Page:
I decided to take a chance. With no fluids inside her the little calf would not pull through the night. I had kept the colstrum from the cow aside. I took about half an ounce in a tiny steel pail with a rim that would enable easy pouring out of the milk. I sat on the floor with my legs outstretched and took the calf’s head on my lap. With one finger inside the calf’s mouth I let a trickle of milk flow down my finger – just a few drops at a time. And then stroked the calf’s neck to ensure that she swallowed it right. Kept repeating it.  Sometimes the trickle of milk would flow out from the other side of the mouth. But I got quite a few spoonfuls through. I then let her rest for some time. After two hours I repeated the whole thing. Late into the night I kept vigil over the calf. All animals respond to human touch. So I kept stroking it, massaging the limp neck  and belly, rubbing her ears and whispering into her ears “You are going to be alright by morning”.  At around 3.00  am I gave her one last feed and decided to rest for sometime myself. You never know what new challenges the day will bring and a sleep-deprived state is not the best way to face them. So leaving a dim light on in the room, I finally slept, with my alarm set to 5.30 am.
I woke up with a start even before the alarm went off. I first warmed a little bit of the milk to room temperature and went to check on Kasturi. She did not resist when I fed her the trickle of milk. She definitely seemed better.  I could catch another half an hour of shut eye.
When I woke up again at 6.30, dawn  had broken and at the sound of my footsteps, Kasturi opened her eyes, and with a little effort lifted her head. she looked around with a puzzled look as if  saying “Why am I here in this strange place”.  I threw my arms around her and hugged her close. She made an effort and stood up! This was a miracle indeed. She had pulled through the night! I carried her to the cowshed where her mother greeted her with a loud bellow. I supported her as she weakly nuzzled around the udder and could barely hold back my tears of joy as she caught on and started suckling on her own! 
From then on it was a quick recovery.  I had to subject her to a painful cleaning and dressing of the wound three times a day, but not once did she cry out aloud. Her beautiful large eyes showed a total submission to what must have been a very torturous procedure.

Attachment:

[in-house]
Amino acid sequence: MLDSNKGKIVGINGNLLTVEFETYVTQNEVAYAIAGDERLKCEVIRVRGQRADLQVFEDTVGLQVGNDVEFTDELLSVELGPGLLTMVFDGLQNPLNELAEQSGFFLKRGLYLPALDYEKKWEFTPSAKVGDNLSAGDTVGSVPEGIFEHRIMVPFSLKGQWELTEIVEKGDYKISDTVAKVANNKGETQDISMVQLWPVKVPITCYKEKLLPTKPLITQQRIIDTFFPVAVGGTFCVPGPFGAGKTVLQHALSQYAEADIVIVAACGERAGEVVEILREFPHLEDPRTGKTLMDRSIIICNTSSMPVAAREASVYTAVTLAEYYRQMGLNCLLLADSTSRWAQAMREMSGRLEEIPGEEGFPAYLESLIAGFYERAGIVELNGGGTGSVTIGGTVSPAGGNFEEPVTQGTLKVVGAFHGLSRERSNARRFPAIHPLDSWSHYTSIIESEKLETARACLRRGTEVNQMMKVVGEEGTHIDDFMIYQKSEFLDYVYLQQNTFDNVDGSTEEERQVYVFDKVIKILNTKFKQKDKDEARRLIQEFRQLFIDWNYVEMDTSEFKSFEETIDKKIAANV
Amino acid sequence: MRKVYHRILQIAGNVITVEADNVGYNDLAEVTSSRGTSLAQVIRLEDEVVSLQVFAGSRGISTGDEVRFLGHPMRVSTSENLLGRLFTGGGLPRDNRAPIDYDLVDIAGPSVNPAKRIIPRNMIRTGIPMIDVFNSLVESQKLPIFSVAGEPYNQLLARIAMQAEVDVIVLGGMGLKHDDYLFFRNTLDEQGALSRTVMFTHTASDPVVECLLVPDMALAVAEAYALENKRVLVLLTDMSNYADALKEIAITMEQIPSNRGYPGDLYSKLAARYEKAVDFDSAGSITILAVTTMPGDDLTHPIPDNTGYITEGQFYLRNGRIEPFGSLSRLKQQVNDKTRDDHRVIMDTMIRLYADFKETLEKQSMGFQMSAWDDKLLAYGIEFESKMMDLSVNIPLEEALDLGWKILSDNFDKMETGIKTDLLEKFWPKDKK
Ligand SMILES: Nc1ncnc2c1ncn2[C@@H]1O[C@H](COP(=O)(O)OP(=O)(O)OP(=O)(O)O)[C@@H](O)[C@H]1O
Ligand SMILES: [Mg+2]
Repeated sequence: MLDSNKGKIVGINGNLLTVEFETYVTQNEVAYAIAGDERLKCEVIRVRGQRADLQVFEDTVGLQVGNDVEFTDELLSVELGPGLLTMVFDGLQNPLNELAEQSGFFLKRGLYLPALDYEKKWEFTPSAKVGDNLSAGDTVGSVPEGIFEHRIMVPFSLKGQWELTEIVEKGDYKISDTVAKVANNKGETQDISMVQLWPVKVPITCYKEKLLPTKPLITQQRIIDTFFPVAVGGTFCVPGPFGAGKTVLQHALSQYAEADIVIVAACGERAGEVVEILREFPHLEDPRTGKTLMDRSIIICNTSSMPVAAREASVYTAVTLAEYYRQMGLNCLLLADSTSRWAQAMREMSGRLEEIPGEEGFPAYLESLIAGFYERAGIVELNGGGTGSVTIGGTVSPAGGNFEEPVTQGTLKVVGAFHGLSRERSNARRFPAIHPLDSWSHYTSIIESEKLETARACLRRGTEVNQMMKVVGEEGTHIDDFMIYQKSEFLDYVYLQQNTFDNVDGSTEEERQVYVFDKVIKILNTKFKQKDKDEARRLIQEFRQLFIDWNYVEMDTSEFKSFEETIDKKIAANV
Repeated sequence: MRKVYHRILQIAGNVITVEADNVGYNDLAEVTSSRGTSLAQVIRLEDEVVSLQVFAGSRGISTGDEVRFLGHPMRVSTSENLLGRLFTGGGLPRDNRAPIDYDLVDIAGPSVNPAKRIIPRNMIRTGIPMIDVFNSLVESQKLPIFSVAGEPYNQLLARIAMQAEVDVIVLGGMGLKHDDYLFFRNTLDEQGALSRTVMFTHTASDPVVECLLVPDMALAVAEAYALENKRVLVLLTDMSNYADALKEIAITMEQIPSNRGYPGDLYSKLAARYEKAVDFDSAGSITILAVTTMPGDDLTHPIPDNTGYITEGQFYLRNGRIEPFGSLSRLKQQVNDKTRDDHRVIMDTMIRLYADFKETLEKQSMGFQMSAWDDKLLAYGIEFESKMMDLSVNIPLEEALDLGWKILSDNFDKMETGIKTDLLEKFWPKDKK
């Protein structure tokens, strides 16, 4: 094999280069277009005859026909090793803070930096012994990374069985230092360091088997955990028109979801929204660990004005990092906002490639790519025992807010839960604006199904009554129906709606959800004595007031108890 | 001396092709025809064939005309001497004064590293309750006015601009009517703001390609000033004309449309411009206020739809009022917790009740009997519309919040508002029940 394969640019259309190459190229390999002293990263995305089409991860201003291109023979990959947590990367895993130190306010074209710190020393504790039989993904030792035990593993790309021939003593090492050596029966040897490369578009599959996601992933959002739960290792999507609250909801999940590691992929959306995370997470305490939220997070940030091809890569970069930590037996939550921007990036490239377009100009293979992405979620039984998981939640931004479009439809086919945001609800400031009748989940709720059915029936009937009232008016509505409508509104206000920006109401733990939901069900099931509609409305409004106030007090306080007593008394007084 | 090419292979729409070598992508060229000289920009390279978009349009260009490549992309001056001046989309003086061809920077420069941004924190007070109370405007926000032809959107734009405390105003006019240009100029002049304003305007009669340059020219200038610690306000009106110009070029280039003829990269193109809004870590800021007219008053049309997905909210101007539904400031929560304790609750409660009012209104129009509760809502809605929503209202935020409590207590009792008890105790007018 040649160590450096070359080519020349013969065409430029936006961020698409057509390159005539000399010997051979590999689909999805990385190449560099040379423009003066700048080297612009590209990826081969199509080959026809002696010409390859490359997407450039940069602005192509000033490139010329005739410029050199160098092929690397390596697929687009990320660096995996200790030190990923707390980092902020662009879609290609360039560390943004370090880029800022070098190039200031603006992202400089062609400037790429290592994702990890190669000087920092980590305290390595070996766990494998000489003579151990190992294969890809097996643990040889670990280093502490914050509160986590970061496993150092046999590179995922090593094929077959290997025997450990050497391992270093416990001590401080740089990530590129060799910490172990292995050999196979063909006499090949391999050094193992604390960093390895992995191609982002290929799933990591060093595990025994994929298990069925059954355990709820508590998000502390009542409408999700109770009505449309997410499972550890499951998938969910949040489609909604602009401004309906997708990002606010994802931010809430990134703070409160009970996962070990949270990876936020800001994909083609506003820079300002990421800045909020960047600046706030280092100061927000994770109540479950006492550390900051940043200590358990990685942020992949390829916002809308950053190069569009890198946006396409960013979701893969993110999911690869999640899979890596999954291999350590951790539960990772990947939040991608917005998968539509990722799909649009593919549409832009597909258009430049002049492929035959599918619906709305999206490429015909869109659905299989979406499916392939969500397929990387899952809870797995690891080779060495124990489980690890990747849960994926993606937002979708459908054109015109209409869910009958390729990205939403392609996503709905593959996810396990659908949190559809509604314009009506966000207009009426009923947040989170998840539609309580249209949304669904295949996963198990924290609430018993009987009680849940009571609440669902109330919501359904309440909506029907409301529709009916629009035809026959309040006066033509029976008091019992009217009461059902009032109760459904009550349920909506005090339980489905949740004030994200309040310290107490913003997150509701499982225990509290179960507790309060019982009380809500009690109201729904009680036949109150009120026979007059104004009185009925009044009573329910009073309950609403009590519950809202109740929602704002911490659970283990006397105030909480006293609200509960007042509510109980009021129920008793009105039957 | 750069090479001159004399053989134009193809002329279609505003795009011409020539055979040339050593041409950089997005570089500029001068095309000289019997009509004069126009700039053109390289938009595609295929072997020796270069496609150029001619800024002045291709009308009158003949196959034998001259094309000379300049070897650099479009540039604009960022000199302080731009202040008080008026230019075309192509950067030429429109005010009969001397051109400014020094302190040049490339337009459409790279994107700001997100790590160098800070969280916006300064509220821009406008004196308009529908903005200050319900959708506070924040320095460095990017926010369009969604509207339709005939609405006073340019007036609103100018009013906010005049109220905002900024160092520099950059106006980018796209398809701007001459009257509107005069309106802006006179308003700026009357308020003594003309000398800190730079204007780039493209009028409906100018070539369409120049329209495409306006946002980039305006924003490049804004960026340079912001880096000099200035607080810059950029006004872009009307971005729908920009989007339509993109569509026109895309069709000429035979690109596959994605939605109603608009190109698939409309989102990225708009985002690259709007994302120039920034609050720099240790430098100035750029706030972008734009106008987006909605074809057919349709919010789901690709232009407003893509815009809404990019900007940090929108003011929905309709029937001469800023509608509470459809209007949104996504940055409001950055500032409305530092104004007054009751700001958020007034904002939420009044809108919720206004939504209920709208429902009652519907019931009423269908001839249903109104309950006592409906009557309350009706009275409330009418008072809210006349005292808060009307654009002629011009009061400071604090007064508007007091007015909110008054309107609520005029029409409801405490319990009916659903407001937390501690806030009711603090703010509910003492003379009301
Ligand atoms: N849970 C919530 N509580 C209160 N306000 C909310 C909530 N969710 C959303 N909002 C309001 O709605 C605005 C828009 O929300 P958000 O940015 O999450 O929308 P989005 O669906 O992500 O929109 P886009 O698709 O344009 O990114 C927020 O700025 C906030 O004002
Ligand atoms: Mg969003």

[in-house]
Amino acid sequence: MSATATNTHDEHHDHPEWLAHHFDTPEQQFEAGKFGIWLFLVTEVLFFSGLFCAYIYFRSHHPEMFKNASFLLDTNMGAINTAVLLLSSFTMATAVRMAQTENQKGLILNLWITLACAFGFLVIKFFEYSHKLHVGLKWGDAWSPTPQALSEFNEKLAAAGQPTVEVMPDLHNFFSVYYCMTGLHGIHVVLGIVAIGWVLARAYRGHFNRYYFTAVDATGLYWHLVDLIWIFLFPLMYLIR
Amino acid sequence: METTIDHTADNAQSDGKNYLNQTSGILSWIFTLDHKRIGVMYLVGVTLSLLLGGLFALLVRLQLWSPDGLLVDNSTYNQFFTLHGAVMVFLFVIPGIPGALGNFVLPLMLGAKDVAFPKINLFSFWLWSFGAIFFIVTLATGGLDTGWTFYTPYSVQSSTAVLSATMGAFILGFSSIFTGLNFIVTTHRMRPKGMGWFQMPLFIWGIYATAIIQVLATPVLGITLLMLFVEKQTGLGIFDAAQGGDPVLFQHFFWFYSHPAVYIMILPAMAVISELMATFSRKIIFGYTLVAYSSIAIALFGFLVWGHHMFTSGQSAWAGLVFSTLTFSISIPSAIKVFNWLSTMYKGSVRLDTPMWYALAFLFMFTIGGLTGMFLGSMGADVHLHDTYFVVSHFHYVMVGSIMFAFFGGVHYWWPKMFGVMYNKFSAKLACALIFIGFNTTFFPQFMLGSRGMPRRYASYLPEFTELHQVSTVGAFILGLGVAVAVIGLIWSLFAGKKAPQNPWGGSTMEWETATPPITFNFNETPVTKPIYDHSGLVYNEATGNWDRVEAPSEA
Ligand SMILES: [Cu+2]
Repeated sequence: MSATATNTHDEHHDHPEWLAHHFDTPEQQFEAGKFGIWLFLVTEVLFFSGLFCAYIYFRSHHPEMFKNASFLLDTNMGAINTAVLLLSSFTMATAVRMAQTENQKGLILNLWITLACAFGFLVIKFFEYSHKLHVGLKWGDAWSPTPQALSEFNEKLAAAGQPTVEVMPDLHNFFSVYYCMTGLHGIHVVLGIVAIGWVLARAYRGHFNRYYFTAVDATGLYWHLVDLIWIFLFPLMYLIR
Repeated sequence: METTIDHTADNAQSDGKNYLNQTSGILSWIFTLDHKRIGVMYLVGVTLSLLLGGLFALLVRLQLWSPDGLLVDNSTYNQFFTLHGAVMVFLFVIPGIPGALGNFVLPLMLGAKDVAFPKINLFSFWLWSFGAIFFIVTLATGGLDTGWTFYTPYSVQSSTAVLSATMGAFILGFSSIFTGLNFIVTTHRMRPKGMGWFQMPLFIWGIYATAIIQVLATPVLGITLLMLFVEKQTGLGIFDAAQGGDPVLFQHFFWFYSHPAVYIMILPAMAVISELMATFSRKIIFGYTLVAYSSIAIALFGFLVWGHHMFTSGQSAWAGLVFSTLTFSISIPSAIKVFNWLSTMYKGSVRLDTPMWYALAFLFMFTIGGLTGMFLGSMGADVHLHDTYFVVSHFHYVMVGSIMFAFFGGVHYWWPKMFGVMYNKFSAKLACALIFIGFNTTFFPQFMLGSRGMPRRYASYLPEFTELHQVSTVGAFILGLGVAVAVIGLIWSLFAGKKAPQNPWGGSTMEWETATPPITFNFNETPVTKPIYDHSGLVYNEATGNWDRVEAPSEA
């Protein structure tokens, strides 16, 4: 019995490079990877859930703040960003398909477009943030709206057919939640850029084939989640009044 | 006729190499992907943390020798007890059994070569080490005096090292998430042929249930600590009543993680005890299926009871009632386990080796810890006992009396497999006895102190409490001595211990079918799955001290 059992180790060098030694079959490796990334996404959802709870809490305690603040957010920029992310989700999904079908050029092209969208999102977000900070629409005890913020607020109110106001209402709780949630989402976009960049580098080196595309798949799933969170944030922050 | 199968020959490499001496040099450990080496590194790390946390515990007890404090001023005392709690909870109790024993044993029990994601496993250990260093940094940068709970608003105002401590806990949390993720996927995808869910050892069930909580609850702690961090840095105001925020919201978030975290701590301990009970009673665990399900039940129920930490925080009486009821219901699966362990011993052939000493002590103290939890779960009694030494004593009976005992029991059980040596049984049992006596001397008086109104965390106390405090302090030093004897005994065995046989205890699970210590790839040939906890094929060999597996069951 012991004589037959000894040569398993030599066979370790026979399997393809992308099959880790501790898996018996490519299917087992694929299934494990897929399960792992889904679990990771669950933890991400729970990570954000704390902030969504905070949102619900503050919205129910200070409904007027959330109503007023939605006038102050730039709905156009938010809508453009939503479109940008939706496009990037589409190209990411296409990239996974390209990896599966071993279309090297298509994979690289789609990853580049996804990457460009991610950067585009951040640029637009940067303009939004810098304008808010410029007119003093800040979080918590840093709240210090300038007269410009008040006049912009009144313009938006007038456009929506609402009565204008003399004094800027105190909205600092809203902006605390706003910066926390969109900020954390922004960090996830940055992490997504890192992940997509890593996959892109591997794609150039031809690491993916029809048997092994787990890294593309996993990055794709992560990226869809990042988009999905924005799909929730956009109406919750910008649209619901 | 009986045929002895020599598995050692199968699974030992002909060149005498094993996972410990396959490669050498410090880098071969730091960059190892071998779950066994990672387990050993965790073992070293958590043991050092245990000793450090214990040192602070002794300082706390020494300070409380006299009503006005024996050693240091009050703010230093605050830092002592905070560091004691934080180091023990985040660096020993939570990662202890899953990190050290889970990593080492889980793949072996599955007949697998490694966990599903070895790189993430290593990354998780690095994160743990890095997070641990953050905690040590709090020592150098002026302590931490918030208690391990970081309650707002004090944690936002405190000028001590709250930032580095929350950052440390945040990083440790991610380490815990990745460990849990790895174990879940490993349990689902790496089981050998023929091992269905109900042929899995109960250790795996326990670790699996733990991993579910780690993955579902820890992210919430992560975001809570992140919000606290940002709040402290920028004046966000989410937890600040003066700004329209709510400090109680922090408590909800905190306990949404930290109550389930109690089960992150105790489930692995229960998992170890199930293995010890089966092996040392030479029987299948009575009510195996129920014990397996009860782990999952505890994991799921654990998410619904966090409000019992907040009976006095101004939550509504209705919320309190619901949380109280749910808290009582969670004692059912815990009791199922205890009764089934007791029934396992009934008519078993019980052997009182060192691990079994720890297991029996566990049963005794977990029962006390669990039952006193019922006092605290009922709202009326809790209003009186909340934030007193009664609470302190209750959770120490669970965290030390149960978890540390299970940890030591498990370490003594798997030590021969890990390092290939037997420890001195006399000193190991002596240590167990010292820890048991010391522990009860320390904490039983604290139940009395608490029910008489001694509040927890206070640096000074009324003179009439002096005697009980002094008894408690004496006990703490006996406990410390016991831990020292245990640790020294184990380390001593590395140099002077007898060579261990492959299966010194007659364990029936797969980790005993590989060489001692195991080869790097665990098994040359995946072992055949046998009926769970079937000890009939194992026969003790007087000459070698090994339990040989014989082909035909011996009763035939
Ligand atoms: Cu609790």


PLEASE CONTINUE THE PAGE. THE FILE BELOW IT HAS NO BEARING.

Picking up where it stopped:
On the way to recovery!

Today Kasturi runs and plays around and shows no sign of what she has gone through. But we share a special bond and when I rub her head and hold it in my palms she has a special look for me in her soulful eyes. 

Sunday, 30 April 2017

Krazy about Kokum!!!





There seems to be strange new craze over kokum.......Would you believe it....Kokum is supposed to have anti-obesity, anti-inflammatory,anti-bacterial and anti-carcinogenic, anti-oxidant, cholesterol lowering properties and what not.  And Kokum – butter, the funny looking waxy stuff which granny used to advise us to rub over cracked heels has been elevated to a new star for its anti-wrinkle properties and is the new beauty aid in some Hollywood kits!

Ha! And we Indians have been using this stuff for ages. But frankly, when we were in Mumbai (and I was unaware of all the medicinal benefits of kokum) I hardly ever used the stuff. An occasional Sol-kadhi, or a dark dry lassoon chatni... or if I run out of Tamarind, these were the only occasions that I used Kokum. 

In our first year at the farm, in fact our first week, I had asked our farm-hand to ‘introduce’ us to all the trees, or rather introduce the trees to us because apart from identifying a few common fruit trees, we were clueless about the biodiversity on our farm. He had mentioned the name ‘Birund’ (the Konkani word for Kokum) as he pointed out to a clump of nondescript looking trees in an overgrown corner of the farm. There were no fruits on the tree.

Look I spotted the Kokum tree in this clump of Bamboo